Münster (upm/kn)
The research project uses nanophotonic chips with waveguide structures. These chips are equipped with phase change materials and perform optical calculation functions. This makes data transmission much faster than before.<address>© WWU/Johannes Feldmann</address>
The research project uses nanophotonic chips with waveguide structures. These chips are equipped with phase change materials and perform optical calculation functions. This makes data transmission much faster than before.
© WWU/Johannes Feldmann

Münster University physicists working on developing a computer modelled on a brain

"Our hardware could help to automatically identify cancer cells."

Faster computers with a higher performance: collaborating with researchers from Belgium, France, the UK and Switzerland, Prof. Wolfram Pernice from the Institute of Physics at the University of Münster is working on developing intelligently networked computer technology which functions in a similar way to a brain. The project, set to run for four years, is receiving four million euros of funding from the European Commission. Kathrin Nolte spoke to Pernice, a nanophysicist, about this new research being undertaken, and about artificial brains and prospects for the future.


Prof. Pernice, what distinguishes the technology you’re aiming to develop from conventional computers?

We’re trying to solve a particular problem that today’s computers have, one that is rooted in their architecture. In most computers, and in line with the Von Neumann principle, the processor is separate from the storage facility. If something needs to be computed, data have to be shifted back and forth. The process is relatively slow and uses up energy. This is why the clock rate in computers – in other words, the speed at which data are processed – has hardly increased in the last ten years. Instead, several processors are connected with one another to build so-called multicore systems. In contrast to this, computing and data storage in the brain occur in the same place, by means of neurons. These are very highly networked, which is helpful for solving certain problems. The brain is brilliant, for example, at recognizing images or patterns. For a normal computer, on the other hand, this is difficult because the data always have to be compared with one another. In our project what we’re aiming at is to develop so-called neuromorphic computer architectures which are modelled on the human brain and can merge processor and data storage into one entity.


To develop this new technology you need, among other things, artificial nerve cells and synapses – in other words, "switching points" between the nerve cells. Will the computer of the future be an artificial brain?

The comparison is a bit far-fetched because the components don’t look like a human brain. But as far as the way they function is concerned, there are similarities, and there are things we can copy. Certainly, not all computers will function in this way in future. But the new computer architecture is good at recognizing certain patterns in large data quantities. What you could do, for example, is evaluate images of human tissue. Our hardware could be used to automatically identify cancer cells, without any medical staff having to look at the images.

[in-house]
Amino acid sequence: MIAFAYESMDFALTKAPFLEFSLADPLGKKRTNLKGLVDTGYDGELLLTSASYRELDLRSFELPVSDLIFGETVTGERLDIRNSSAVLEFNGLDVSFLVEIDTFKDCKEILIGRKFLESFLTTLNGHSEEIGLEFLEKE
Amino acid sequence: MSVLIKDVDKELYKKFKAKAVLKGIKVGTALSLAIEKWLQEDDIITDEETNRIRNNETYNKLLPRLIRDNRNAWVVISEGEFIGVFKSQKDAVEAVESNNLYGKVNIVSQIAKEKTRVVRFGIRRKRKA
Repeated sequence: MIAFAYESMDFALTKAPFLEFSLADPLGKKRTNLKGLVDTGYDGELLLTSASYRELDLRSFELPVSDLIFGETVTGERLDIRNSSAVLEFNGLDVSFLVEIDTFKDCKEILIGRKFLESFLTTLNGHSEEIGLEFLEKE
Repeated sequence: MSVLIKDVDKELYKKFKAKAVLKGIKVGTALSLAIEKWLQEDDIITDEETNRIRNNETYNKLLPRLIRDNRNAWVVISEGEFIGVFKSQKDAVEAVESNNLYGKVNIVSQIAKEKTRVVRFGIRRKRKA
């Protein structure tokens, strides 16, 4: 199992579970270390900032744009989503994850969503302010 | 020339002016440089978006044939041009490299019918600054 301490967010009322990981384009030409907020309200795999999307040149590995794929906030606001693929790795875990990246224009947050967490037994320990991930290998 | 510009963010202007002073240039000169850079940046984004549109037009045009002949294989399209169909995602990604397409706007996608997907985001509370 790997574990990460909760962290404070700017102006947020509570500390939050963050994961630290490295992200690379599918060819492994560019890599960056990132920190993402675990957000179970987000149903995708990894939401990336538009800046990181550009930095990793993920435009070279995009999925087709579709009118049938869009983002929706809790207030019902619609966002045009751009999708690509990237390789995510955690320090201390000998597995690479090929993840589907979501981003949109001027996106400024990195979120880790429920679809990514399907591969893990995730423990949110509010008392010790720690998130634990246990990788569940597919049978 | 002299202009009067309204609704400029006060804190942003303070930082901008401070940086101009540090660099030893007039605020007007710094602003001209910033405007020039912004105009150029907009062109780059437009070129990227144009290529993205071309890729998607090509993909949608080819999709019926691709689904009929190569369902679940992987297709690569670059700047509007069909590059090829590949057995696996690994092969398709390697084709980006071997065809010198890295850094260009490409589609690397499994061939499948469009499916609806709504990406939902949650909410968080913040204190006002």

Taking a look into the future, will users benefit from the project in their everyday lives?

In the field of nanophysics, we carry out basic research. By our standards, this project is very much applications-oriented. Partners in industry are among those we are implementing it with. This means that things could head in a commercial direction and, ultimately, give rise to a product for everyday users too. And we have completed some of the preliminary work. We’ve been collaborating for a long time now with the University of Oxford – which is also one of our partners – in the field of optical data storage. We’re producing chips with so-called phase-change materials. By using optical circuits instead of electrical ones, data can be transferred much faster – at the speed of light. Moreover, there are no broadband limitations.


There are countless science fiction films in which intelligent machines developed by humans emancipate themselves and take over the world. Are you concerned that the product of your research could take on a life of its own?

Our research is on the hardware – in other words, on the structure by means of which something is computed. The hardware itself is not intelligent. Other things are needed for that, such as software which can independently learn and optimize itself. A chip itself is actually only as big as a thumbnail, but what surrounds it is a laboratory with lasers, detectors and fibre optics. That’s all pretty big and not designed for everyday users. In the foreseeable future, something like that will not shrink to the size of a human brain. If, however, it should happen one day, there would be attractive possibilities of symbiosis with intelligent machines, hopefully extending in a worthwhile way the abilities that human beings have.


Background details

Prof. Wolfram Pernice<address>© WWU/Laura Grahn</address>
Prof. Wolfram Pernice
© WWU/Laura Grahn
Prof. Wolfram Pernice was born in 1978 and studied microsystems technology at the University of Freiburg and computer science at Indiana University in Bloomington, USA. He took his doctorate at the University of Oxford, in England, in 2007, and after that he went to Yale University, USA, as a post-doc with a Feodor Lynen scholarship from the Alexander von Humboldt Foundation. From 2011 to 2015, Pernice headed an Emmy Noether team of junior researchers at the Karlsruhe Institute of Technology. In 2015 he moved to the University of Münster, since then he has held a professorship for responsive nanosystems.

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